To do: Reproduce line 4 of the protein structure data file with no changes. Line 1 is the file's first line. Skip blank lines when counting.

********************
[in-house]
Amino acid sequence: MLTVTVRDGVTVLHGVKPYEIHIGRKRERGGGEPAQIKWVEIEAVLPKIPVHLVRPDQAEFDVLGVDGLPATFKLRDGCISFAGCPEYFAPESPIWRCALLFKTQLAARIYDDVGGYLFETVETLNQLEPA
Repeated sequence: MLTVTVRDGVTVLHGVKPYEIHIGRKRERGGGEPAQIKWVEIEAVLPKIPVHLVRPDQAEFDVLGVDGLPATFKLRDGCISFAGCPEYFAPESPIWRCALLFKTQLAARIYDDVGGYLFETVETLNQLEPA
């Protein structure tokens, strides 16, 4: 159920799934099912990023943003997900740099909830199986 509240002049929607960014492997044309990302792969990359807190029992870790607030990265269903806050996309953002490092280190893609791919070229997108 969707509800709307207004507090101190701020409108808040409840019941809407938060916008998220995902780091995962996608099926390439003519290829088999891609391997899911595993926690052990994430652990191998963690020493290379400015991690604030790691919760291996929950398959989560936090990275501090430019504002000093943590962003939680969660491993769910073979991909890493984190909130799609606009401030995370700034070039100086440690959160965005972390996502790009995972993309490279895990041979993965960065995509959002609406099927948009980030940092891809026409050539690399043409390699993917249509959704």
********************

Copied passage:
């Protein structure tokens, strides 16, 4: 159920799934099912990023943003997900740099909830199986 509240002049929607960014492997044309990302792969990359807190029992870790607030990265269903806050996309953002490092280190893609791919070229997108 969707509800709307207004507090101190701020409108808040409840019941809407938060916008998220995902780091995962996608099926390439003519290829088999891609391997899911595993926690052990994430652990191998963690020493290379400015991690604030790691919760291996929950398959989560936090990275501090430019504002000093943590962003939680969660491993769910073979991909890493984190909130799609606009401030995370700034070039100086440690959160965005972390996502790009995972993309490279895990041979993965960065995509959002609406099927948009980030940092891809026409050539690399043409390699993917249509959704």